living abroad
Illustration: Dan Bejar
"The plan," she said, "Is to activate your body's resources for self-repair."

"And you can do that from 2,000 miles away?" I asked.

"I just need a photo so I can channel my energy your way."

"Uh-huh."

And so began the first in a series of long-distance phone sessions with a bioenergy therapist. She lived in Canada, I lived in New York, and while I would have preferred that my healing happen in person, she worked for free, so who was I to complain? When she said she was ready, we'd hang up, and for the next 20 minutes I'd sit on the edge of my chair while she worked her magic. Or made a sandwich. Or jumped up and down in her underwear. There was no way for me to know, and I didn't much care.

Six years ago, I was diagnosed with ulcerative colitis (UC), an inflammatory bowel disease with no known cause or cure; the conventional treatment involves drugs so toxic they make the disease look good. And so for six years my life has been overtaken by the tragedy of my intestines. Some days I have gone to the bathroom every hour; some nights I have gone to the bathroom every hour. Over the years, I have been so exhausted, crampy, and anxious about my symptoms, I haven't wanted to leave the house.

Things started to go badly when I was 32 and staying at an artists' residency in upstate New York, where I'd gone to work on my second novel. But I couldn't work because I was preoccupied with my body. I had massive diarrhea and an uncontrollable urge to relieve myself. I was also bleeding, and not from where a woman normally bleeds. Bleeding and expelling a purple substance so gory, it was like watching a horror flick in my toilet.

When I got home from the artists' residency, I sought help from a gastroenterologist, who diagnosed me with UC and prescribed cortisone enemas and an anti-inflammatory called mesalamine. The problem only got worse—more bleeding, cramps, urgency. At my next appointment, the doctor suggested the problem was all in my head—that I was "just stressed"—but that if I insisted it wasn't (it's not in my head, Doc, it's in my ass), I should eat more broccoli.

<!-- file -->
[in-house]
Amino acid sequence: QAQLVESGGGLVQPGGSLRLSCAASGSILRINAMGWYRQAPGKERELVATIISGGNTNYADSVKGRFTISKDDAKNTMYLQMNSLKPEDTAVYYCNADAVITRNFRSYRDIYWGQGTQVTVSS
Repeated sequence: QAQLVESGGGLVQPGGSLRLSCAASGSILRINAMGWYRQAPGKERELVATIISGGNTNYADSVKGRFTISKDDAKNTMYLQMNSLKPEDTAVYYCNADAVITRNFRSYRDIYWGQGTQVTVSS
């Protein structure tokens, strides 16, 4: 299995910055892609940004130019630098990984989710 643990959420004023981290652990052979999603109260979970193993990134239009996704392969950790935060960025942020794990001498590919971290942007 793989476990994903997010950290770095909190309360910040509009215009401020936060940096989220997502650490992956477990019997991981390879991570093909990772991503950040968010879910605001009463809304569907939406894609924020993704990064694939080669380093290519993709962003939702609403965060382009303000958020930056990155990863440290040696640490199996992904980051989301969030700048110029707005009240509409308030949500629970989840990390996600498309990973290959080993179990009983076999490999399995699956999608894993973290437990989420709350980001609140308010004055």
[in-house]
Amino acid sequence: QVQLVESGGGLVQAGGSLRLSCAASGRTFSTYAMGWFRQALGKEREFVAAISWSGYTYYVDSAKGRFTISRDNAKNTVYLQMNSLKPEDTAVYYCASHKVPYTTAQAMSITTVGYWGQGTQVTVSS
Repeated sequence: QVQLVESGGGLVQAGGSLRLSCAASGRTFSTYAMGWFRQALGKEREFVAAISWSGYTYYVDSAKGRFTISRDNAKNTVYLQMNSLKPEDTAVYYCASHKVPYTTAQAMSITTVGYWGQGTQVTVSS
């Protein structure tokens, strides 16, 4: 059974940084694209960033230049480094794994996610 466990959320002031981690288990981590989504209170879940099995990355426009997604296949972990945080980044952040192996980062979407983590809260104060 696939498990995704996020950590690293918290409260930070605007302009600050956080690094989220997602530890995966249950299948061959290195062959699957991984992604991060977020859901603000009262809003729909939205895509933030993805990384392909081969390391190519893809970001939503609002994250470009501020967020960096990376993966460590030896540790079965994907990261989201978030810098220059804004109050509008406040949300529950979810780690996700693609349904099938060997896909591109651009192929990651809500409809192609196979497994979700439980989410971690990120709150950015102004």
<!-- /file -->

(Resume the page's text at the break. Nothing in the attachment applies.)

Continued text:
Essentially, he was leaving me on my own. At the time, I didn't realize that when you have a disease with no known cause or cure, you're basically on your own anyway. No two patients respond the same way to treatment for ulcerative colitis, and many patients relapse frequently no matter what drugs they're on.

Enter gastroenterologist number two, Daniel Alpert, MD, who is my dream doctor—smart, attentive, kind. I was grateful to have found someone who was willing to discuss with me, at length, every option Western medicine had to offer. Alpert prescribed steroids, which can be effective but which often come with grim side effects: osteoporosis, diabetes, weight gain, and so forth. And so forth. No one wants to be on steroids for long. In my case, I felt better at first, but the instant I'd taper the dose, my symptoms would return. In the end, it didn't matter because the steroids stopped working entirely after about 18 months. For the next two years, I spent most days thinking about the bathroom the way Tarzan thinks about the vine: "Where is the next one, and will I catch it in time?"

That might sound cavalier; in truth, it was awful. I couldn't go to restaurants for fear of having an accident. An accident, like a toddler. I was panicked about flying. About dating—who could date under these circumstances? About being on the subway. About giving readings and teaching my writing classes. Eventually, things deteriorated to the point where I had to be within three feet of a bathroom at all times. Any longer and I wouldn't make it; even when I did make it, the pain was almost unbearable. Alpert said my intestines had become so inflamed and ulcerated that they could perforate any day. He said I had to do something. But I absolutely did not want to try the options he had in mind: a class of drugs called biologics and another class that the pharmaceutical industry optimistically calls immunomodulators, some of which are categorized by the International Agency for Research on Cancer as Group 1 carcinogens—a group that includes arsenic, asbestos, and plutonium. Plutonium!

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